Monday April 16 is the start of what the judge has called the "World Series of IP cases," an eight-week trial in which Oracle will seek to prove that APIs are copyrightable and that Google infringed 37 Java APIs when it spun up Android.
The trick for Oracle, the judge said, will be convincing a jury that a programming language in the public domain can be infringed.
Oracle, on the other hand, will be able to show the jury the now famous 2010 Tim Lindholm e-mail in which the Google engineer flatly told Google's founders they needed to negotiate a Java license lest they infringe. All the alternatives, he said, "suck."
The judge has previously told Google this e-mail is a hot potato that could burn them.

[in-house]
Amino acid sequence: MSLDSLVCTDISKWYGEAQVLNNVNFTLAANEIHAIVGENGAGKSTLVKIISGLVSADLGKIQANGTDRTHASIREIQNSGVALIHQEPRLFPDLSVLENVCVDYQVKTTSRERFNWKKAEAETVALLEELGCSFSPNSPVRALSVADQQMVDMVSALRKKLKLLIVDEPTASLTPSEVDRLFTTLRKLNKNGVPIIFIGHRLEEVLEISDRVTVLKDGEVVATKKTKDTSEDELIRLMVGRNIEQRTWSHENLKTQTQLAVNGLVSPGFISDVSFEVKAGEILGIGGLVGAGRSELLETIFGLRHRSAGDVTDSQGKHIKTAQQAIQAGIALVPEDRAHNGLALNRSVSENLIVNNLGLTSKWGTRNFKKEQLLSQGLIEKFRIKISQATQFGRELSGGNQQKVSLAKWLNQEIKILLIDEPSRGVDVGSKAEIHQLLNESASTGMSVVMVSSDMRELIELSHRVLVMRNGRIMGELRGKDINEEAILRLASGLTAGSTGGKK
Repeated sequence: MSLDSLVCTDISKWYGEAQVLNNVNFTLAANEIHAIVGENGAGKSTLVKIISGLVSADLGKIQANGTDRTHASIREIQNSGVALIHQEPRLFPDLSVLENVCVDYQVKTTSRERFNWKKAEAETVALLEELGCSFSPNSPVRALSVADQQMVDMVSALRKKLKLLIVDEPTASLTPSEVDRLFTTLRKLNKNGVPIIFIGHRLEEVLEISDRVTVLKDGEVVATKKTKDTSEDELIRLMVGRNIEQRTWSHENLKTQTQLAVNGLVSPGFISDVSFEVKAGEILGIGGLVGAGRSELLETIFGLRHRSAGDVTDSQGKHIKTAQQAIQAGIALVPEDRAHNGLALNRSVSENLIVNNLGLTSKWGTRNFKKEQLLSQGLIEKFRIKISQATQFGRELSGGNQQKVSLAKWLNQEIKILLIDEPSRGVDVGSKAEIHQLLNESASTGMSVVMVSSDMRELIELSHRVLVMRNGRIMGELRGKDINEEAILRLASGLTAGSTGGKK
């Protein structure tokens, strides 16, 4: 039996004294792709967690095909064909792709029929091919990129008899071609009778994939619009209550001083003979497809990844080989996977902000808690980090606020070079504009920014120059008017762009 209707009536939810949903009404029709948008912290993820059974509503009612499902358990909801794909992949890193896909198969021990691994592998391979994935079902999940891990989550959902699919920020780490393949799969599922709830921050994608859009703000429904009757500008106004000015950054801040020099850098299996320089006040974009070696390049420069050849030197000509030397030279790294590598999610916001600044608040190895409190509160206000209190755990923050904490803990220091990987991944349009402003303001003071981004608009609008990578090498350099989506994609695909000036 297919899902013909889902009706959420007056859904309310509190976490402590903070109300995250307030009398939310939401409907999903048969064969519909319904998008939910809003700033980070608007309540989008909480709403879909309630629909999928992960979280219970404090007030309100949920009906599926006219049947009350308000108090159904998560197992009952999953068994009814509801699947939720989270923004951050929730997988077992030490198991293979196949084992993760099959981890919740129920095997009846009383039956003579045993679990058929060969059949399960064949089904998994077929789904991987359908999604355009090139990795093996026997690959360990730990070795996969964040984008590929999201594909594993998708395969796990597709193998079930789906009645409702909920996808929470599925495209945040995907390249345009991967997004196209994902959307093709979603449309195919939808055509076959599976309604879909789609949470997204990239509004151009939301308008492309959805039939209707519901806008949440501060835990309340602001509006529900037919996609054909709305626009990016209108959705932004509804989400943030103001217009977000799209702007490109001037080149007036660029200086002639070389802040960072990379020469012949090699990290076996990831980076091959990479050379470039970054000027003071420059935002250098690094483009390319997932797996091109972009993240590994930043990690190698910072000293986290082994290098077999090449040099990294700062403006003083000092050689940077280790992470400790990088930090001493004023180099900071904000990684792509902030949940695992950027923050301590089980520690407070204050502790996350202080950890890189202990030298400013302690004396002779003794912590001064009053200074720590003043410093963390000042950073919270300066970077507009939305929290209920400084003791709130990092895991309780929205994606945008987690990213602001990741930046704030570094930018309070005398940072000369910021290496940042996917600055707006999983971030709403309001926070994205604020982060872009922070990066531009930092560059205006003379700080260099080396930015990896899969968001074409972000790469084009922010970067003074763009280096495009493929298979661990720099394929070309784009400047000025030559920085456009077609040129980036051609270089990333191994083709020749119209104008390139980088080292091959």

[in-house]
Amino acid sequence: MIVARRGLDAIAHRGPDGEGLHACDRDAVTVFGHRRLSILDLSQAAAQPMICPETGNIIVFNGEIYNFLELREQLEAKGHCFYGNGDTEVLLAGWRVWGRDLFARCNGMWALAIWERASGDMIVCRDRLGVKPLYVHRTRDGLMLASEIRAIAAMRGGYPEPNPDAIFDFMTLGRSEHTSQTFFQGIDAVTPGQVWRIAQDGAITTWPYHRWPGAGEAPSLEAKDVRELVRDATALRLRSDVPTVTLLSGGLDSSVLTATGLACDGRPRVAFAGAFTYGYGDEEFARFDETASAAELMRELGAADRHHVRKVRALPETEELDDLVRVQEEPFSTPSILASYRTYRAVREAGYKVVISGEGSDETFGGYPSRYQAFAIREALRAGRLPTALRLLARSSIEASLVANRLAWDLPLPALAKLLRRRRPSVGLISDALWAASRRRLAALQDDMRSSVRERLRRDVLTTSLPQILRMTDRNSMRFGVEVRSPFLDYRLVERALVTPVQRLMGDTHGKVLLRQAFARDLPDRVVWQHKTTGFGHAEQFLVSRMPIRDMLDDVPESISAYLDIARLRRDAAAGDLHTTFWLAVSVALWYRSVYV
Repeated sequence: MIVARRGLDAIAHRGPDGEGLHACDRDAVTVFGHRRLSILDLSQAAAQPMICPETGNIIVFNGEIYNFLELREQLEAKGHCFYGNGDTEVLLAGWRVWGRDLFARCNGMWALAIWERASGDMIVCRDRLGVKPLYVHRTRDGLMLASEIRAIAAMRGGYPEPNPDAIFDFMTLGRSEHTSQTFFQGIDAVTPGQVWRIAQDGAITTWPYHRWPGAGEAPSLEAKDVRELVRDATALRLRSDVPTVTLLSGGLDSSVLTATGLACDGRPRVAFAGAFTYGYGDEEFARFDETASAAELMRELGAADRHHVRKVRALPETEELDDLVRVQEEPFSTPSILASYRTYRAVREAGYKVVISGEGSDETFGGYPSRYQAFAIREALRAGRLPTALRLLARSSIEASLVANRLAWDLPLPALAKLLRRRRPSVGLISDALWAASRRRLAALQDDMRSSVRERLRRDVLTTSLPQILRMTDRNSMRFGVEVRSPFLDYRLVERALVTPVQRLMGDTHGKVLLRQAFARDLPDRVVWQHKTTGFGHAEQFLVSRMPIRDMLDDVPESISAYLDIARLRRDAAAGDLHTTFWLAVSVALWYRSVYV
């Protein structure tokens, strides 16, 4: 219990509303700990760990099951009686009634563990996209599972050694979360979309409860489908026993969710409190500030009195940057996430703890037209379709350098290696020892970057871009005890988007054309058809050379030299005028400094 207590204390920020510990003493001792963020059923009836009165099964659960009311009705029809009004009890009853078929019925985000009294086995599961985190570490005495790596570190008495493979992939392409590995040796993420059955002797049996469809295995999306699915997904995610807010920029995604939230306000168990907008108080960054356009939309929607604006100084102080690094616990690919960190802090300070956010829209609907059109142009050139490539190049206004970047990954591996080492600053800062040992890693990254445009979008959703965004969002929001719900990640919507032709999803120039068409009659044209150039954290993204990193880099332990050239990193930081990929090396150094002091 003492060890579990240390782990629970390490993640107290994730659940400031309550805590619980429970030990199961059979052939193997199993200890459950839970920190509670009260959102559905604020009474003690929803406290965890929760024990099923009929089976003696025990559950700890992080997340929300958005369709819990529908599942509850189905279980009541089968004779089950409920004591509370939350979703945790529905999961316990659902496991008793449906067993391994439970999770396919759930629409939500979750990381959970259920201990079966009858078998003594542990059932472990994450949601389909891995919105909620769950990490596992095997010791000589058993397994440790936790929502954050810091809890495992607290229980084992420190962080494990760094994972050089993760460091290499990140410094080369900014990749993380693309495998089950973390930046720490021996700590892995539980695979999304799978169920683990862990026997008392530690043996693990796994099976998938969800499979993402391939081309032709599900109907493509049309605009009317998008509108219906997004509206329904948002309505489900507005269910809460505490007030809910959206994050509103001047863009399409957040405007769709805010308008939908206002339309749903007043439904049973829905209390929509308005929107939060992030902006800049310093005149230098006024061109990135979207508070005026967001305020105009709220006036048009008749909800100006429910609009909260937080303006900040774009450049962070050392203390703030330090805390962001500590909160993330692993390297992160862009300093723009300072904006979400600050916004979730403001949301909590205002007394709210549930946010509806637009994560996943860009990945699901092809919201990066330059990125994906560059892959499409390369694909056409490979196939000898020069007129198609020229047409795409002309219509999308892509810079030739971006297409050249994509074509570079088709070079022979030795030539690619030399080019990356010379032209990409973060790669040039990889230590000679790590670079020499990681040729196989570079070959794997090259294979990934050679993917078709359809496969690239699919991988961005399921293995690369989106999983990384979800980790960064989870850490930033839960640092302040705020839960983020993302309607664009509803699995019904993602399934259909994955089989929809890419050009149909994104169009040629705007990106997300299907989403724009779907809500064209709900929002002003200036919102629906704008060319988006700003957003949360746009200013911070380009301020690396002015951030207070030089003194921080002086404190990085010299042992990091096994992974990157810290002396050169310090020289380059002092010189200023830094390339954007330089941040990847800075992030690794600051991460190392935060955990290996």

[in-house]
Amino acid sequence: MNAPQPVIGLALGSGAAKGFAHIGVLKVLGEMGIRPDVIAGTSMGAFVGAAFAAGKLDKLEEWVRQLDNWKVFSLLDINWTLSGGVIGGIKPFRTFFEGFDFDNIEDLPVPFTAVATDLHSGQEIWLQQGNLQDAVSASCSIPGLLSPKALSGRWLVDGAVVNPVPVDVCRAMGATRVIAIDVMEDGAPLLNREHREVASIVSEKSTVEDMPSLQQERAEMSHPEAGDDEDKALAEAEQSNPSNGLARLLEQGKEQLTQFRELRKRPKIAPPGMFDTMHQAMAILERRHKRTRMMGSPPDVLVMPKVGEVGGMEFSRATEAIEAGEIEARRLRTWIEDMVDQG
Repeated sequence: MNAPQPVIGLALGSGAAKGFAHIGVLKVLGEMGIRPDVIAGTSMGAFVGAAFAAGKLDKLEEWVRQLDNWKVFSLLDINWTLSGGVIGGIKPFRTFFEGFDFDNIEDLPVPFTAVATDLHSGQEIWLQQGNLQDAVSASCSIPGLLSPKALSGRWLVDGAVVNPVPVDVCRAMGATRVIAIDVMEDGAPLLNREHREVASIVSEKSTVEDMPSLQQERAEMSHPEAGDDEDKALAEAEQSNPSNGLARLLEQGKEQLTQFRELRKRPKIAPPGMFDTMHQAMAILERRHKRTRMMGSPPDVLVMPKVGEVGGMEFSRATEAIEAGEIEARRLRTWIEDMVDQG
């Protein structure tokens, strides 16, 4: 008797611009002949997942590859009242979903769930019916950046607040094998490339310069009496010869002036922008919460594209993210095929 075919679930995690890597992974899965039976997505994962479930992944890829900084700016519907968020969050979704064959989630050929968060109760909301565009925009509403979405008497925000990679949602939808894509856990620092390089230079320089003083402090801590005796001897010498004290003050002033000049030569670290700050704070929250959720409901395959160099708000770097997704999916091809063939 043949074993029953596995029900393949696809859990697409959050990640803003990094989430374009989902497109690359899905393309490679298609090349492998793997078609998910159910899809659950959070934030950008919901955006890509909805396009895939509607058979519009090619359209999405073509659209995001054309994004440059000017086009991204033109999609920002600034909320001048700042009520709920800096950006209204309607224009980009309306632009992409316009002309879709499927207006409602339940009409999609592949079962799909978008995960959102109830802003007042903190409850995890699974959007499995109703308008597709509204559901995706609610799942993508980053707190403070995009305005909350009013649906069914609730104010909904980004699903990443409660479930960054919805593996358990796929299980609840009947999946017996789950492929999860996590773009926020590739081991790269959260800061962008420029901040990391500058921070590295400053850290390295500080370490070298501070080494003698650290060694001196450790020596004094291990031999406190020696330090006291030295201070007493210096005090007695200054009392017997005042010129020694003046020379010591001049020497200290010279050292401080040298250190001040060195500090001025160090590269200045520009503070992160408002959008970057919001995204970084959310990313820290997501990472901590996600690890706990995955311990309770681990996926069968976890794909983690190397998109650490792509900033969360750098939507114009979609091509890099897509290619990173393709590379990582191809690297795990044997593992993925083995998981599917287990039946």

If Oracle proves infringement then it could get an injunction, which is the leverage it's really seeking, according to FOSS Patents, not any of the wildly divergent damages estimates that have emerged during the long lead-up to the trial.
The blog, however, allows that the disgorgement of profits rule that's part and parcel of copyright law could be sweet.
Bloomberg took a gander at some recent filings and discovered that according to Oracle 95% of Android phones active around the end of March contained copied code. Google retorted that only a little bit of the 15 million lines of Android are alleged to have been copied; it removed the questionable code in the last rev of the operating system.
There are supposed to upwards of 150 million Android devices out there.
Oracle's still got two Java patent left in the suit and a court-appointed expert reportedly estimated they're worth $2.8 billion in damages. His report hasn't been made public. Oracle and Google both disagree.